The book begins with a very interesting essay on Monty Python's Flying Circus. Phil points out that Monty Python had a sketch entitled Science Fiction Sketch, which comes across very much as an absurd parody of the Third Doctor and UNIT. However, remarkably this was broadcast before Spearhead from Space! Thus, the Pertwee era had been effectively lampooned before it had even begun. This observation sets the theme for much of the book, with Sadifer viewing Pertwee-Who as a sort of unintentional parody of itself.

Phil's leftist politics come out in his strong criticism of the Doctor's involvement with UNIT. He makes two criticisms, firstly that the Doctor so quickly becomes involved with a military organisation. Secondly, that the Doctor remains involved with UNIT after the Brigadier's actions at the end of Dr Who and the Silurians. He feels the Doctor's relationship with UNIT ought to have ended then and any criticism in that story is muted by this failure to disengage. He is also uncomfortable with the patrician demeanor adopted by Pertwee.

The essay on The Ambassadors of Death is primarily about David Whitaker, being his last story. It is an affectionate tribute to one of the most fundamental creators of the show. Phil is much more critical of Inferno, a story that gets a lot of undeserved praise from fans. I very much agree with Phil's preference for the former story.

Sandifer does not view Season 7 as a distinct era of Doctor Who, as some fans do. He does, however, make a distinction between 'Action Pertwee' and 'Glam Rock Pertwee.' The former is basically a straightforward action thriller styled science fiction story. The Mind of Evil is perhaps the best example of this. Phil is very critical of this kind of story and seems to feel it is too great a departure from the ethos of Doctor Who, as well as tending towards a dangerous moral simplicity. 'Glam Rock Pertwee' is a rather more complex beast. It is a kind of colourful composition of action and exotica that is absolutely serious, yet somehow feels like a pastiche. Sandifer views The Claws of Axos as the defining example of this genre, with each character playing a clearly defined role that on the surface appears absurd.

I was glad to see that Phil finds things to like about The Time Monster. It's a terrible story, yet he recognises that it has a fascinating combination of Platonism and Buddhism. His essay on the mechanics of the TARDIS also explores the alchemical properties of the Doctor's ship. I found the essay on David Bowie's music and it's thematic similarities to Pertwee-Who very enlightening, particularly as I have never been a Bowie fan.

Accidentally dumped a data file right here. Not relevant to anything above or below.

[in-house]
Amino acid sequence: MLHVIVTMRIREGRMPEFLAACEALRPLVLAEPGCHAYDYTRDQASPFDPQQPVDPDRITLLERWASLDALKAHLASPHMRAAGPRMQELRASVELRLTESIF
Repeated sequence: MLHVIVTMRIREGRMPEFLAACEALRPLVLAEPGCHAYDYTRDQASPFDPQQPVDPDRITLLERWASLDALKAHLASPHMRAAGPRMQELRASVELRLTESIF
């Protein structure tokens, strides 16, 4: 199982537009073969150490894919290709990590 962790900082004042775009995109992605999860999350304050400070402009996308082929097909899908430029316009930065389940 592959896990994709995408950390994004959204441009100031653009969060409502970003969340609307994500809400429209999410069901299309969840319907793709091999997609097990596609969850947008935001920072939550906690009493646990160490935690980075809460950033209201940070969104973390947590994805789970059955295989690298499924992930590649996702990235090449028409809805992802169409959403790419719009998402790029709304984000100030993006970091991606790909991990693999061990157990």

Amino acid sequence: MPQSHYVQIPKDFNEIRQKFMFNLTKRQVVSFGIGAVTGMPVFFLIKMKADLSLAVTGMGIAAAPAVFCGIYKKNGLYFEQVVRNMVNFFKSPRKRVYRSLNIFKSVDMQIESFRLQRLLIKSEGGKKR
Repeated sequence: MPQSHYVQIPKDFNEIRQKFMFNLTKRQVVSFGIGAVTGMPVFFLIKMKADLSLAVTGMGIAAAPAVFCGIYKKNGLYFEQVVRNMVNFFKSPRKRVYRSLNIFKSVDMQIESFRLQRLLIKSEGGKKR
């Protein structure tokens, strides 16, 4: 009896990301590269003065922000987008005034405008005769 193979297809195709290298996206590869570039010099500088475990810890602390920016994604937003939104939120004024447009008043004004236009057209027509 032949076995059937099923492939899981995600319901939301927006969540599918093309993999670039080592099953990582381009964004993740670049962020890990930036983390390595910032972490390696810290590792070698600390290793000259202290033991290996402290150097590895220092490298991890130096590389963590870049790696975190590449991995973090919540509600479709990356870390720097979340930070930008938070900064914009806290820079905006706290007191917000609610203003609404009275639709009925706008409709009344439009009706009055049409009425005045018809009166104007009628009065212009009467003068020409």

Phil's essay on The Three Doctors is a marvel. He refers to Doctor Who characters by names taken from William Blake's mythological works. It's beautifully written, but I'm not sure I understand it. I do wish Phil would write a more straightforward essay about Blakean themes in Doctor Who for the benefit of more matter of fact people like me. Anna Wiggins, adds a little clarity to what Phil is trying to do, but her piece is not aided by her unfamiliarity with Blake. I would love to have a better understanding of what Phil is trying to say in his comparison of Blake and Doctor Who.

Unsurprisingly, Carnival of Monsters gets a lot of praise from Phil. It is definitely his favorite story of the period. It is of course, completely different anything else in its era. I would suggest that it feels more like a Season 24 story. Phil seems impressed with Frontier in Space, despite the problem of the Doctor spending much of the story in various jail cells. He comes up with an interesting redemptive reading of the underwhelming and rather tedious Planet of the Daleks. He points out that Terry Nation does not really capture the Third Doctor's usual persona:

"So Pertwee does not get to run around and be ostentatiously imperious as he prefers. Nor does he get to be ignored and occasionally tortured, as he's best at. Instead he stands around and gives speeches about the meaning of courage. Pertwee certainly isn't bad at this, but it's neither in his wheelhouse nor something he visibly enjoys."

Sandifer suggests that Planet of the Daleks is the kind of old fashioned space adventure that the Doctor has outgrown. Now that he is capable of dealing with more complex stories, he can take a back seat and just make speeches about courage and leave the heroism to others.

I was glad to see that The Green Death came in for some criticism. This story tends to get let off easily by fans, despite its shortcomings. While praising The Time Warrior, Phil savages it for its sexism. He finds little to praise and much to criticize in the (in my opinion barely watchable) Season 11.